Employer values headline employee hospitality career perception
We need to change the hospitality career perception is a stopgap or weekend job to one that shows us as a career of choice, enabling people to think beyond entry-level.
We can create innovative, indulgent, and flavour-packed dishes, but if we don’t have the talent to complete the customer experience, it’s an opportunity wasted. Therefore, we have a responsibility to do all we can to ensure the employee experience is unbeatable, in order to attract and retain the very best.
Changing the hospitality career perception misconception that work in hospitality is low-paid and low-skilled is key to this. A recent study by TheJobCrowd found that hospitality is one of the very best industries for career progression and development.
But knowing the facts and figures simply isn’t enough. Progression and personal development within a company or even within the industry must not only be feasible, but visible, to show that loyalty and hard work is rewarded.
Highlighting aspirational, real-life hospitality role models who have risen within your industry can be an effective way to do this. Take a few of our Levy people for example – Compass Cymru MD and Levy Operations Director Jane Byrd began her career as a Compass graduate, David Hay, who leads our business in Scotland, started as a kitchen porter, and I started my hospitality career as a kitchen porter working my way up to MD of Levy UK+ I.
Demonstrating you have the structures in place to grow talent from within, such as graduate or apprenticeship schemes, shows that you are ready to invest in talent. For example, as part of our internal resource platform, Constellation, Levy has 25 Kickstarters and 17 apprentices on the ladder to success.
Emphasising the long-term pathways and the breadth and depth of opportunities available can help to ensure that a career in hospitality is recognised for the high skilled occupation that it is.
Constellation, and the team within it, has also provided us with a clear strategy for getting staff to where our teams need them and has allowed us to support all of our venues that tap into the resource. This has ensured that Levy is able to continue to offer our legendary experiences for our upcoming event schedule.
An added bonus is that the majority of the staff coming through are under 25, allowing us to show them how hospitality is a route forward in their careers.
With an ever-younger workforce, it’s not just the day-to-day job that matters to employees – it’s a company’s purpose. What is a business doing to make a positive impact, aside from boosting profits for shareholders?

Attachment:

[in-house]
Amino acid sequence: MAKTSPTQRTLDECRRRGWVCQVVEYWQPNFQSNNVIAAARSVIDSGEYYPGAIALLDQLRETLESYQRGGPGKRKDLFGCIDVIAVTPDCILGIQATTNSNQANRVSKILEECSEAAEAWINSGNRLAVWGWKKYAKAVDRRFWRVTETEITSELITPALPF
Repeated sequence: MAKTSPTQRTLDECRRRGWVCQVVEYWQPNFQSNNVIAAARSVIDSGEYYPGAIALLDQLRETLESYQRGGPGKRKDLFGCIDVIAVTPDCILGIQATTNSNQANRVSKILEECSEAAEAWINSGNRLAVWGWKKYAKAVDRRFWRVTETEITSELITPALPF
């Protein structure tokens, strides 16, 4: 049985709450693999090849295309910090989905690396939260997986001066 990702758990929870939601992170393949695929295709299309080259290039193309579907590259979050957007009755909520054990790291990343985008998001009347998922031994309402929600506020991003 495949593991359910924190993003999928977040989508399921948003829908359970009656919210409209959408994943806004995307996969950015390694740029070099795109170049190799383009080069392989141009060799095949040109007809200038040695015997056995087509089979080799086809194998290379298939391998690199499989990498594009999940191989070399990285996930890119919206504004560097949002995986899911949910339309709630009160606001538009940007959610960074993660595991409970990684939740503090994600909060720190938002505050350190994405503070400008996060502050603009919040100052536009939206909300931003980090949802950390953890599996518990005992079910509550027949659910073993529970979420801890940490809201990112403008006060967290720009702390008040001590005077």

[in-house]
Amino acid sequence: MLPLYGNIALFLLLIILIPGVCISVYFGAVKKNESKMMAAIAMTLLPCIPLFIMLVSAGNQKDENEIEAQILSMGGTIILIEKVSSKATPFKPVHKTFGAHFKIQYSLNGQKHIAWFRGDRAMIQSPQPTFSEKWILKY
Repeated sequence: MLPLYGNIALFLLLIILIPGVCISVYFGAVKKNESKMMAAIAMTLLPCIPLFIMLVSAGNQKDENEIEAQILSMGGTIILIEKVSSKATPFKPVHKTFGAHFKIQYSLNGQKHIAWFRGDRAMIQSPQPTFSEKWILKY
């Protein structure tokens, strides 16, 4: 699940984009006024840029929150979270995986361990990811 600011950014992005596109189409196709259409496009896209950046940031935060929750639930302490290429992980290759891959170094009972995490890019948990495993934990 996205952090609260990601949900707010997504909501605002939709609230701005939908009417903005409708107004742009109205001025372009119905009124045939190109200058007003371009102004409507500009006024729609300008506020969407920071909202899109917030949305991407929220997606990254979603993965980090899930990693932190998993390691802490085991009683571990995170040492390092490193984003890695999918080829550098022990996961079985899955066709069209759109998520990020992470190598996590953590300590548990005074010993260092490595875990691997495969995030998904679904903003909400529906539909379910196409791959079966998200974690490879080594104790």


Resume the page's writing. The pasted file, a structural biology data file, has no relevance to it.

Millennials, and now Gen Z, increasingly want to work for businesses that share their values, whether this is paying them fairly for the work they provide, something we are proud to do in Levy, or ensuring the company looks after both their physical and mental health. Our industry must be bold in communicating the company’s purpose with them and in practising what we preach. Ignoring what is important to them risks cutting off two-thirds of the young talent pool.
As both consumers and employees, millennials are the most sustainability-conscious generation to date: recent research has found over 70% would rather work at a company with a strong environmental agenda. With the hospitality industry contributing to a huge volume of food waste and greenhouse gas emissions, it may seem incompatible with young people’s desire to work for a ‘green’ employer.
For Levy’s part, we are pleased to be leading by example in driving new sustainable and ethical practices within the industry: increasing plant-based options, slashing food waste, and focusing on using local, seasonal produce. These initiatives also extend more widely to Compass Group, which has committed to reach Net Zero by 2030: the foodservice industry’s first commitment to a climate net-zero economy.
A company’s values are also judged on how its people are treated. Across the UK, the hospitality industry is incredibly diverse – not only in terms of gender, race, and ethnicity but also in its ability to cater to different lifestyles. It is well-placed to provide flexible working programmes that provide suitable career pathways as well as a work-life balance for many parents.
On average, 62% of requests for flexible hours come from women looking to fit work around childcare arrangements after maternity leave. Employees must be flexible in order to ensure anybody who wants to join the workforce is able to, without sacrificing their home life. This includes flexibility in employment contracts, working hours, and sufficient notice given regarding shifts.
Put simply, our industry offers our customers and teams everything we have craved over the last 18 months of lockdown, but without the talent to deliver it, the experience isn’t half as thrilling.
Hospitality has work to do to show potential staff that it is a rewarding career worthy of pursuit. Employers will need to draw in workers with promises of support at work, opportunities for meaningful career progression, and the assurance that they will reflect and uphold the values they hold close.
The original version of this article was first published in Hospitality & Catering News
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